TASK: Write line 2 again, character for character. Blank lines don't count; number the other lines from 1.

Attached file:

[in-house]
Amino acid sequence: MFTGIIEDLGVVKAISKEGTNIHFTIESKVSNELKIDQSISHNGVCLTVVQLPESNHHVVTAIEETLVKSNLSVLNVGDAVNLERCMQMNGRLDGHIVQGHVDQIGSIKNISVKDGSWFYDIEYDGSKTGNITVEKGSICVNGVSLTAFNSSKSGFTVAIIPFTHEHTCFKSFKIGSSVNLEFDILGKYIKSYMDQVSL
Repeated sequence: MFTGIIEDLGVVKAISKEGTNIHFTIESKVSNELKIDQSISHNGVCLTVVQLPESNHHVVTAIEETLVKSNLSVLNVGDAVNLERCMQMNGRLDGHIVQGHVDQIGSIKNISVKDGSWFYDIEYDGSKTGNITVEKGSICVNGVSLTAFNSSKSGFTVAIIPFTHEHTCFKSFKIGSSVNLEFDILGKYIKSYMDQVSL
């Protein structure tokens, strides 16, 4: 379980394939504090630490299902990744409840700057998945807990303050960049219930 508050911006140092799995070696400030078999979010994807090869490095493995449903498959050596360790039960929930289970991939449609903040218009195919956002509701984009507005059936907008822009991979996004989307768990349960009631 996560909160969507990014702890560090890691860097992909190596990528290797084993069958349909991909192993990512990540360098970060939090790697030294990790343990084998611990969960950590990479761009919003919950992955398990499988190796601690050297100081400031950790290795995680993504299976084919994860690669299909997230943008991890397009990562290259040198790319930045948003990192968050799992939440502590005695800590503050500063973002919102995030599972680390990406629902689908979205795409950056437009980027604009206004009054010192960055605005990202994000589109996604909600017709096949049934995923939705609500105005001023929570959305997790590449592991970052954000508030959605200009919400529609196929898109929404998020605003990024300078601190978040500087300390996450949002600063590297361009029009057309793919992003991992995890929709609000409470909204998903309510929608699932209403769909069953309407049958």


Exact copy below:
Amino acid sequence: MFTGIIEDLGVVKAISKEGTNIHFTIESKVSNELKIDQSISHNGVCLTVVQLPESNHHVVTAIEETLVKSNLSVLNVGDAVNLERCMQMNGRLDGHIVQGHVDQIGSIKNISVKDGSWFYDIEYDGSKTGNITVEKGSICVNGVSLTAFNSSKSGFTVAIIPFTHEHTCFKSFKIGSSVNLEFDILGKYIKSYMDQVSL